Liquidambar styraciflua (Sweetgum)

Tried and True Native Plant Selections for the Mid-Atlantic 

Common in the southeast,* this low maintenance, ornamental shade tree is
prized for its timber and sweet, gummy aromatic sap, from which it derives
its common name. It is distinguished by star-shaped leaves as well as
prickly seed balls that litter the ground as they drop from fall to spring.

*It is native to DC and common in DE. In PA, it is found mostly in the extreme southeast. In VA, it is common in the Coastal Plain and outer Piedmont, becoming infrequent to rare in the inner and far northern Piedmont, and disjunct across the Blue Ridge. It is native to NoVA but unreported in Alexandria, Fairfax City, Falls Church, and Manassas.

Print Version (Legal Size): Liquidambar styraciflua (Sweetgum)Liquidambar styraciflua, Sweet Gum Tree Height: 60–90 feet Bloom Color: Yellow-green tinged with red Twigs often form scaly, corky wings hence nick- name: alligator tree; mature bark deeply furrowed Spread: 50–75 feet Characteristics Tall, straight-trunked deciduous tree with pyramid- shaped crown becoming rounded with age Glossy, star-shaped leaves with toothed edges Yellow-green flowers in ball-like clusters early spring On 25+ year-old trees, green, woody balls with protruding beak-like capsules, which contain seeds winged at one end, ripen to brown July to March Superb fall foliage: yellows, oranges, reds, purples Attributes Tolerates clay, short-duration flooding, rabbits, but not alkaline soil; rapid-growing, long-lived, adaptable No serious pests or diseases; deer occasionally severely damage Ethnobotanic uses; leaves fragrant when crushed Attracts wildlife, providing cover, nesting sites, and food for songbirds and small mammals Growing and Maintenance Tips Soil Requirements: Acidic, well-drained soil Light Requirements: Sun, Partial Shade Water Requirements: Moist, Wet Excellent Replacement for Acer platanoides - Norway MapleTransplant best in spring in well-watered soil *It is native to DC and common in DE. In PA, it is found mostly in the extreme southeast. In VA, it is common in the Coastal Plain and outer Piedmont, becoming infrequent to rare in the inner and far northern Piedmont, and disjunct across the Blue Ridge. It is native to NoVA but unreported in Alexandria, Fairfax City, Falls Church, and Manassas. Use in large, open landscapes or lawns (prickly balls can be a hazard with foot traffic or mowing) Hardiness: USDA Zones 5b–9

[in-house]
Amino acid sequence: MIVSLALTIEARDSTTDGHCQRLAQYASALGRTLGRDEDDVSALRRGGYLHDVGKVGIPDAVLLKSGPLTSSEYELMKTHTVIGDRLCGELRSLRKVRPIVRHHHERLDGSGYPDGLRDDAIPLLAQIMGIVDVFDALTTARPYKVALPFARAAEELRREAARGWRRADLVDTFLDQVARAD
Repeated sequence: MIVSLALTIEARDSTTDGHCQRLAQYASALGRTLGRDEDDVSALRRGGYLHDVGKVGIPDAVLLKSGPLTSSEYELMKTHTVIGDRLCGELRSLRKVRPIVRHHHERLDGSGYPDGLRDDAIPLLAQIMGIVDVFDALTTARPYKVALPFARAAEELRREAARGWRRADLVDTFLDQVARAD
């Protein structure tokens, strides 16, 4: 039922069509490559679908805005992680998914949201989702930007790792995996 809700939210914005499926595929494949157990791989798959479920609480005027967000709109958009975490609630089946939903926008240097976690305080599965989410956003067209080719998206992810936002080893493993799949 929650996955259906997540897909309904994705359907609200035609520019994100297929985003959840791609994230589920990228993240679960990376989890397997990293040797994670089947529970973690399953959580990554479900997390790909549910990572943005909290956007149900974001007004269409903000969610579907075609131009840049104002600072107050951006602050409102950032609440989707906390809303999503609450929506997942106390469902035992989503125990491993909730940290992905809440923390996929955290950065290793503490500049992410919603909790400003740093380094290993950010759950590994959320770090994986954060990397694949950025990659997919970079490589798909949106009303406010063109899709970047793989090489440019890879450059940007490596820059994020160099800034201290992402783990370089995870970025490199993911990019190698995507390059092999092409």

Learn more about other Mid-Atlantic plants: Tried and True Plant Fact Sheets.